March 7, 2024

By Monica Hogan, Inside Mortgage Finance

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A risk-sharing program of FHA and the Treasury Department’s Federal Financing Bank has been extended indefinitely, the Department of Housing and Urban Development announced last week.

The program provides capital to state and local housing finance agencies to offer FHA-insured multifamily loans at reduced rates to developers or rehab companies creating affordable rental properties.

The Obama-era program was originally launched in 2014. It wound down in 2018. In 2021, HUD temporarily resumed the program, with a sunset deadline of three years after implementation.

Sarah Brundage, CEO of the National Association of Affordable Housing Lenders, said the extension should give HFAs the confidence to stand up a multifamily lending program that they might not have had if they thought the FFB program was about to sunset.

According to HUD, more than 12,000 affordable housing units have been created or preserved, supported by almost $2 billion in FHA loans under the program, since 2021. HUD estimates an additional 38,000 units would be created over the next 10 years through the program.

Stockton Williams, executive director at the National Council of State Housing Agencies, said the federal government saves money through the FFB program because lenders aren’t faced with the same hurdles, so it saves time for HUD staff.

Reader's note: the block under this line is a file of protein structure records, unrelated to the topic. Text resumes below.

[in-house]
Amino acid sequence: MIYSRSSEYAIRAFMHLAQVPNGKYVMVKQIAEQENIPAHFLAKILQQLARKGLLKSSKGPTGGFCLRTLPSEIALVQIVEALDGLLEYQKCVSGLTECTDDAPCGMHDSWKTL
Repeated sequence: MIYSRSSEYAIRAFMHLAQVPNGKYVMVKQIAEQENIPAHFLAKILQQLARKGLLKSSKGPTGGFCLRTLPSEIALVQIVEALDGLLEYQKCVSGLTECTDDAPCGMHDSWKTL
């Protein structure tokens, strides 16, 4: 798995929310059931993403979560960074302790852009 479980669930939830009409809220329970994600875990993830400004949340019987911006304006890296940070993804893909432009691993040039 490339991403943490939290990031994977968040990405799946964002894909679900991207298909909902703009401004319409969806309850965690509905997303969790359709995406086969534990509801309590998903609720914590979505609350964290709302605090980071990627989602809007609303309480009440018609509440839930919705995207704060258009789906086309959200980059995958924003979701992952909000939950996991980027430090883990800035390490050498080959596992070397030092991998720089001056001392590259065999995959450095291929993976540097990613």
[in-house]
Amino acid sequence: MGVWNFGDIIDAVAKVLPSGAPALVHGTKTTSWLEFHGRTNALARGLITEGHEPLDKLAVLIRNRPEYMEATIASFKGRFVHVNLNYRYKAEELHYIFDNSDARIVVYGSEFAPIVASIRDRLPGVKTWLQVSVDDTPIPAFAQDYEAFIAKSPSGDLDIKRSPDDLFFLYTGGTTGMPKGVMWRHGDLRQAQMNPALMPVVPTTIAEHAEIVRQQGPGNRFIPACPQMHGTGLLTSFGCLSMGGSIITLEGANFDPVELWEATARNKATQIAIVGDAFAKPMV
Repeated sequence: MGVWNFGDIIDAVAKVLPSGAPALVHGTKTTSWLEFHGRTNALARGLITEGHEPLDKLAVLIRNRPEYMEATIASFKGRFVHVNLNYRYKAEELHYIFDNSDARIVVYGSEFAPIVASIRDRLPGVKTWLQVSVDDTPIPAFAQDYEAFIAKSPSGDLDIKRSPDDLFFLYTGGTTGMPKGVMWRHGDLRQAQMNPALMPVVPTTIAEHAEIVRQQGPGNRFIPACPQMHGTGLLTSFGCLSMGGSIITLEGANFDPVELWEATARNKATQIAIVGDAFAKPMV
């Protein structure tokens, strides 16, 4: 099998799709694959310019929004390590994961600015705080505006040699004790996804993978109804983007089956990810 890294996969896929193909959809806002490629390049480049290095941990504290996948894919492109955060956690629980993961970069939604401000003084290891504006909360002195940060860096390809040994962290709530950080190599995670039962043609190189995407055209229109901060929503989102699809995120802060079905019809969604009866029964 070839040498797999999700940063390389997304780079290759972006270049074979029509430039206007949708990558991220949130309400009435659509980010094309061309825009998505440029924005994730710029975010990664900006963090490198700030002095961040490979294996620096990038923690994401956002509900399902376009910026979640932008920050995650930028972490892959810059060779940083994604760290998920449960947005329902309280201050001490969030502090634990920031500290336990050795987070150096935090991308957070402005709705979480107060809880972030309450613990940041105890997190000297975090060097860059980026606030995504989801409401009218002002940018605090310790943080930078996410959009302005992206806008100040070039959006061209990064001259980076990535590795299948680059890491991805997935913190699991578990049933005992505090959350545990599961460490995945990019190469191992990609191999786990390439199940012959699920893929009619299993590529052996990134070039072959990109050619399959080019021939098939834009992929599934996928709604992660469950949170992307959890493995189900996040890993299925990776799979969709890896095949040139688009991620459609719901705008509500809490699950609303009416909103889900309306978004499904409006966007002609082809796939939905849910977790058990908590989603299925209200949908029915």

“It’s revenue generating to the government and provides benefits to communities,” Brundage said.

Bob Broeksmit, president and CEO of the Mortgage Bankers Association, last week said the MBA agrees with the administration that there is a “desperate need” for more affordable housing supply.

However, he said extending the risk-sharing program was “unnecessary, as it undermines the successful FHA Multifamily Accelerated Processing program and creates unfair competition with the private sector.”

Brundage disagreed, noting the risk-sharing program is relatively small and deals only with affordable housing, which is a small piece of the overall multifamily housing market.

“We can’t let any lever go to waste” in helping address the shortage of affordable housing, she said.

Brundage suggested HUD extend eligibility for the FFB program to community development financial institutions, which tend to have the same public missions as HFAs.

She called for additional policy proposals to address the shortage of multifamily housing. “We are nowhere near the finish line,” she added.

NCSHA’s Williams said there’s a need for more sources of financing to support affordable multifamily housing. He said that the Biden administration has done “incredible work” to optimize its existing federal authority, but he’d like to see Congressional action, too.